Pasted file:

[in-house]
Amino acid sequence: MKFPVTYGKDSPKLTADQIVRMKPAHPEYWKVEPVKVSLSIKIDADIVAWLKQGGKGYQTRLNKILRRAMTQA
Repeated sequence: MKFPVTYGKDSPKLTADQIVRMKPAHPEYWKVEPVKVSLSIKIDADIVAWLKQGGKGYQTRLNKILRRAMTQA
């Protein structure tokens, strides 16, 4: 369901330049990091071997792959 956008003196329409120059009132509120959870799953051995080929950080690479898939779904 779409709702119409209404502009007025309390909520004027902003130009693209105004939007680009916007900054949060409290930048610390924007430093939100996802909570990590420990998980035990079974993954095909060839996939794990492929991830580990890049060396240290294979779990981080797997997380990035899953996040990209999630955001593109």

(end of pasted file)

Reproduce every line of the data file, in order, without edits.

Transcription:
[in-house]
Amino acid sequence: MKFPVTYGKDSPKLTADQIVRMKPAHPEYWKVEPVKVSLSIKIDADIVAWLKQGGKGYQTRLNKILRRAMTQA
Repeated sequence: MKFPVTYGKDSPKLTADQIVRMKPAHPEYWKVEPVKVSLSIKIDADIVAWLKQGGKGYQTRLNKILRRAMTQA
């Protein structure tokens, strides 16, 4: 369901330049990091071997792959 956008003196329409120059009132509120959870799953051995080929950080690479898939779904 779409709702119409209404502009007025309390909520004027902003130009693209105004939007680009916007900054949060409290930048610390924007430093939100996802909570990590420990998980035990079974993954095909060839996939794990492929991830580990890049060396240290294979779990981080797997997380990035899953996040990209999630955001593109």